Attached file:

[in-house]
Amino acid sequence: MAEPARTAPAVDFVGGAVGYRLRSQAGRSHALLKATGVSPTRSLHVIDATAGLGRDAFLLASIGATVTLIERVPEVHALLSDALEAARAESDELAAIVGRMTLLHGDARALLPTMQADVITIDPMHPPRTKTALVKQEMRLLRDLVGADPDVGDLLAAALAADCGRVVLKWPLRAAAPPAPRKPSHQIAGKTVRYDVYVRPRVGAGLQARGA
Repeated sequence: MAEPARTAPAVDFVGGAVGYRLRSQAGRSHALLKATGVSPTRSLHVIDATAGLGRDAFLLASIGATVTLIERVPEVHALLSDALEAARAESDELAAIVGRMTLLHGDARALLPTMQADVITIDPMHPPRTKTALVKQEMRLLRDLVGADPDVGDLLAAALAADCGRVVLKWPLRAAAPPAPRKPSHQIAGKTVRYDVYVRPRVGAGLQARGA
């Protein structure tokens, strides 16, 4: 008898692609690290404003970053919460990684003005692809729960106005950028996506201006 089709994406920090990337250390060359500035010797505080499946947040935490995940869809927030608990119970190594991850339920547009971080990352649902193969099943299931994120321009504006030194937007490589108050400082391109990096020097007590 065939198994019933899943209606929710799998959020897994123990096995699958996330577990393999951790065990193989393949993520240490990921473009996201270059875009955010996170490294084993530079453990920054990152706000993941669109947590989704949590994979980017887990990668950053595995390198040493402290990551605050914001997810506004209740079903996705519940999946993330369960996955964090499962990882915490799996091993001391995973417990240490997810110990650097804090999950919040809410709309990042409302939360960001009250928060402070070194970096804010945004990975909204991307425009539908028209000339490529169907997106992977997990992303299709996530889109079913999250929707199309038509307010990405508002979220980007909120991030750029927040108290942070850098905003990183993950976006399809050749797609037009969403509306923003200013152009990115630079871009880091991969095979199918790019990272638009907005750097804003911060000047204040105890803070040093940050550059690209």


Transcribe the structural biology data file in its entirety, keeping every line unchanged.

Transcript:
[in-house]
Amino acid sequence: MAEPARTAPAVDFVGGAVGYRLRSQAGRSHALLKATGVSPTRSLHVIDATAGLGRDAFLLASIGATVTLIERVPEVHALLSDALEAARAESDELAAIVGRMTLLHGDARALLPTMQADVITIDPMHPPRTKTALVKQEMRLLRDLVGADPDVGDLLAAALAADCGRVVLKWPLRAAAPPAPRKPSHQIAGKTVRYDVYVRPRVGAGLQARGA
Repeated sequence: MAEPARTAPAVDFVGGAVGYRLRSQAGRSHALLKATGVSPTRSLHVIDATAGLGRDAFLLASIGATVTLIERVPEVHALLSDALEAARAESDELAAIVGRMTLLHGDARALLPTMQADVITIDPMHPPRTKTALVKQEMRLLRDLVGADPDVGDLLAAALAADCGRVVLKWPLRAAAPPAPRKPSHQIAGKTVRYDVYVRPRVGAGLQARGA
């Protein structure tokens, strides 16, 4: 008898692609690290404003970053919460990684003005692809729960106005950028996506201006 089709994406920090990337250390060359500035010797505080499946947040935490995940869809927030608990119970190594991850339920547009971080990352649902193969099943299931994120321009504006030194937007490589108050400082391109990096020097007590 065939198994019933899943209606929710799998959020897994123990096995699958996330577990393999951790065990193989393949993520240490990921473009996201270059875009955010996170490294084993530079453990920054990152706000993941669109947590989704949590994979980017887990990668950053595995390198040493402290990551605050914001997810506004209740079903996705519940999946993330369960996955964090499962990882915490799996091993001391995973417990240490997810110990650097804090999950919040809410709309990042409302939360960001009250928060402070070194970096804010945004990975909204991307425009539908028209000339490529169907997106992977997990992303299709996530889109079913999250929707199309038509307010990405508002979220980007909120991030750029927040108290942070850098905003990183993950976006399809050749797609037009969403509306923003200013152009990115630079871009880091991969095979199918790019990272638009907005750097804003911060000047204040105890803070040093940050550059690209």